Senator James Inhofe (R-OK), Ranking Member of the Senate Committee on Environment and Public Works, introduced the Fracturing Regulations are Effective in State Hands Act (FRESH Act) today along with co-sponsors Senators Lisa Murkowski (R-AK), Ranking Member of the Senate Committee on Energy and Natural Resources, David Vitter (R-LA), Jeff Sessions (AL), John Cornyn (R-TX), James Risch (R-ID), and John Hoeven (R-ND). This bill will ensure that states - not the federal government - have the sole authority to regulate hydraulic fracturing within their state boundaries. Companion legislation will be introduced by Representative Louie Gohmert (R-TX) in the House.
Senator Inhofe: "Today, I am pleased to introduce this bill which will ensure that states have the sole authority to regulate hydraulic fracturing, so that the Obama Administration will not be able to impose federal regulations to stop the development of our vast natural resources. Despite his disingenuous touting of the virtues of natural gas, eliminating hydraulic fracturing is exactly what President Obama wants to do. We know this because he currently has 10 different federal agencies in the process of crafting rules or studying the impacts of hydraulic fracturing, including an EPA that is apparently determined to find fault with the practice so that they can end it. The first use of hydraulic fracturing took place in my home state of Oklahoma in 1949, and in over 60 years there has not been one confirmed case of ground water contamination from fracked formations. This bill will stop President Obama from achieving a vital part of his war on affordable energy; it will ensure that under state regulations, Americans can take advantage of the many benefits - including hundreds of thousands of jobs and lower energy prices - that come with the development of our vast natural resources."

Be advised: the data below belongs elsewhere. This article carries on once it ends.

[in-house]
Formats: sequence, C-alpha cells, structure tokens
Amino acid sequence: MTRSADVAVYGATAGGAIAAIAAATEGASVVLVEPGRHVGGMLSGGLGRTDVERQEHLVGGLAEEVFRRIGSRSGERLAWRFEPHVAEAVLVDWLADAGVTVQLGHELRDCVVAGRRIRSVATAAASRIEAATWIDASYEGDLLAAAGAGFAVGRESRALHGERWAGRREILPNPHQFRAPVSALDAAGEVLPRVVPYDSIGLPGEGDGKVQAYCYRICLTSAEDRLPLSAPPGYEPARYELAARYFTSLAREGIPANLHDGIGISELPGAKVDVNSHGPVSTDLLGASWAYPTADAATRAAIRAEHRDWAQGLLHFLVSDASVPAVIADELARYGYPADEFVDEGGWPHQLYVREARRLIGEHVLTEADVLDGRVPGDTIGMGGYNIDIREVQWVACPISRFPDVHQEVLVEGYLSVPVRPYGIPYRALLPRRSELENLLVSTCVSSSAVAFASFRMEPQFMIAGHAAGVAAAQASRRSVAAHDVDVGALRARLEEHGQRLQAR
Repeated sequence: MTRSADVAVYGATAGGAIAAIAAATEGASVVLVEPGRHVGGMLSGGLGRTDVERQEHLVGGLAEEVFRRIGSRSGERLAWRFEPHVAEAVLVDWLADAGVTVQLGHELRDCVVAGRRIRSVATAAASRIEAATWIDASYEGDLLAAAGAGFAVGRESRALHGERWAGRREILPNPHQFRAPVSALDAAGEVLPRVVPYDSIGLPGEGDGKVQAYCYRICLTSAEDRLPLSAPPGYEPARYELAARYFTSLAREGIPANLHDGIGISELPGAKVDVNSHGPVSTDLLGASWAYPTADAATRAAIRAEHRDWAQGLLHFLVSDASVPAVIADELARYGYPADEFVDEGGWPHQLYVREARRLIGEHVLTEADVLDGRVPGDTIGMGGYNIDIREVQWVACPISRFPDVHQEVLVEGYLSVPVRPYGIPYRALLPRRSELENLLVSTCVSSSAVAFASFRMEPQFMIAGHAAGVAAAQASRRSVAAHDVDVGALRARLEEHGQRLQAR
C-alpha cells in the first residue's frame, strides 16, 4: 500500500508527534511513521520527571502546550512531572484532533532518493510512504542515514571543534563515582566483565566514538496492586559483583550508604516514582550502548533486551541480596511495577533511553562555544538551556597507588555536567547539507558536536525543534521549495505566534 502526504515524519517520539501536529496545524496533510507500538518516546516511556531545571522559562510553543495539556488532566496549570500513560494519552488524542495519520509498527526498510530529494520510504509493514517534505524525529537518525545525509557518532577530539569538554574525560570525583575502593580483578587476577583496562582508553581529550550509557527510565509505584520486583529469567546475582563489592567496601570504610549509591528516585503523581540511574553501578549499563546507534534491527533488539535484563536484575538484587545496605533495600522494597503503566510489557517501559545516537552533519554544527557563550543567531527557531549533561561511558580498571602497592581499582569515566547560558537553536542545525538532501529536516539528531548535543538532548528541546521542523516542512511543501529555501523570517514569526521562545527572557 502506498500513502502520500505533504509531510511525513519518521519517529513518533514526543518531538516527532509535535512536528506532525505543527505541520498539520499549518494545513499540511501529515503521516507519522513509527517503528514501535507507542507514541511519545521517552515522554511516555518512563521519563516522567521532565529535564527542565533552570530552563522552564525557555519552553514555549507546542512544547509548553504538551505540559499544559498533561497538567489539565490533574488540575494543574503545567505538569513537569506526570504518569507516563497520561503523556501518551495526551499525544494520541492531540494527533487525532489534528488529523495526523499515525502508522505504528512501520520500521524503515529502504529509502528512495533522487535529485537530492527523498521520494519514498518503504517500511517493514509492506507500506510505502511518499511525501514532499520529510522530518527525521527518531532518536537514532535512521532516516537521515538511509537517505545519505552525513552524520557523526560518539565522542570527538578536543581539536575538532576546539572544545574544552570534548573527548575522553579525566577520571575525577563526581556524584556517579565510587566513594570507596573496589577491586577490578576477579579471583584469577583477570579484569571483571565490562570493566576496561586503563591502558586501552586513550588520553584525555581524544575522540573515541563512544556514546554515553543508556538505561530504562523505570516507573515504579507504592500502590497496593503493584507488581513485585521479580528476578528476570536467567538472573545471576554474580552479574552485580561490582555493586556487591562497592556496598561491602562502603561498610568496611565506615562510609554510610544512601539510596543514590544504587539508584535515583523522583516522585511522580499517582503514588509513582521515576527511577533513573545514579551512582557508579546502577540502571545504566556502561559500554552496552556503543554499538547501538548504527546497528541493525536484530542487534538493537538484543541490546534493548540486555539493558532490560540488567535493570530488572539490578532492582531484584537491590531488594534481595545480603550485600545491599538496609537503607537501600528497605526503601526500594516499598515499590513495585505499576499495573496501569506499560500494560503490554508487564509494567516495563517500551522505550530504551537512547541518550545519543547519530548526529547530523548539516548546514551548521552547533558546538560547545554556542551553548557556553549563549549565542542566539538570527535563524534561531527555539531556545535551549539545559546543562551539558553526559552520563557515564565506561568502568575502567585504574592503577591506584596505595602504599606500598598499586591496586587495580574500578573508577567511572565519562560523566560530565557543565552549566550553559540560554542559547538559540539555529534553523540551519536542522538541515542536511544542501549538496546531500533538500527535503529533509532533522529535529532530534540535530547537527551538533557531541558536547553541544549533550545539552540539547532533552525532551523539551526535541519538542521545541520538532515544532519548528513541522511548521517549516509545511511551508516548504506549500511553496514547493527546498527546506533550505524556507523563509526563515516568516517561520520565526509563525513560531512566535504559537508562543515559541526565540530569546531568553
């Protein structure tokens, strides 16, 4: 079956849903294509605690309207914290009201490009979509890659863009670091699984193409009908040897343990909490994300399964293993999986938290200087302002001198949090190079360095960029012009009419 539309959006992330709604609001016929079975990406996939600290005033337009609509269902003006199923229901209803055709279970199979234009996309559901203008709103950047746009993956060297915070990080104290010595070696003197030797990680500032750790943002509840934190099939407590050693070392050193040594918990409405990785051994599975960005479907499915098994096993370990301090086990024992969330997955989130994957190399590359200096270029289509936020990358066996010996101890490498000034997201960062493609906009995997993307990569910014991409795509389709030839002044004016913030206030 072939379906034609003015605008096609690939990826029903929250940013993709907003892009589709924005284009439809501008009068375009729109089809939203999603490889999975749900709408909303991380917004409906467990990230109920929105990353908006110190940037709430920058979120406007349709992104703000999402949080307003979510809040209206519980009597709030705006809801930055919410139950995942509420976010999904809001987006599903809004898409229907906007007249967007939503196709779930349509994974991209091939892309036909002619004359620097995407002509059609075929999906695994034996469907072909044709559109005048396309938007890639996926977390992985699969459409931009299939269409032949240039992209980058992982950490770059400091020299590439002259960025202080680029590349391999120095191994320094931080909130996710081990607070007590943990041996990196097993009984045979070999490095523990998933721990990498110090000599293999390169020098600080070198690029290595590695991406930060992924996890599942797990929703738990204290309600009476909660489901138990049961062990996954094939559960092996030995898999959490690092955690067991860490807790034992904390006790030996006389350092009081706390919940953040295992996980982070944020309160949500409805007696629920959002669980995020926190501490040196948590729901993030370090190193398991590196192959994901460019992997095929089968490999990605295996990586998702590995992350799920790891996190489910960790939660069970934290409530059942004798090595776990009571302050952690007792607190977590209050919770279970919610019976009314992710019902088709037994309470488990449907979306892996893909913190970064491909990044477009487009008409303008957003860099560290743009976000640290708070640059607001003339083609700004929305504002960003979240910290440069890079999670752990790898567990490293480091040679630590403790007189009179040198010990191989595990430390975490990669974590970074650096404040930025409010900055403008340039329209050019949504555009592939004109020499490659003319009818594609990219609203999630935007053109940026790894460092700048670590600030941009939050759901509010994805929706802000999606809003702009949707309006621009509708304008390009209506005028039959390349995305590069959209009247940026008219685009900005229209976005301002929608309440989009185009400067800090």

Senator Murkowski: "We've seen a major increase in natural gas production on state-owned lands over the past decade and I believe that is because states have been successful in providing appropriate environmental regulations without stopping development. There's no reason to impose a federal, one-size-fits-all regulatory approach when the states have a proven track record. The legislation we're introducing today simply reaffirms that states have a right to determine what level of regulation is appropriate for them."
Senator Vitter: "It's not a coincidence that domestic energy development is increasingly moving off federal lands, and expanding on privately held lands. This administration has put up barrier after barrier to our energy and economic freedom, not to mention using tabloid science on hydraulic fracking. The states are not only capable, but the most appropriate."
The FRESH Act:
- Makes clear, that States have the sole authority to regulate hydraulic fracturing on any land within their borders. States better understand their unique geologies and interests. They are better equipped to regulating hydraulic fracturing at the ground level.
- Requires hydraulic fracturing on federal lands to comply with the state laws of which the federal lands are located. Activities related to hydraulic fracturing are already regulated at the Federal level under a variety of environmental statutes, including portions of the Clean Water Act, Safe Drinking Water Act, and Clean Air Act.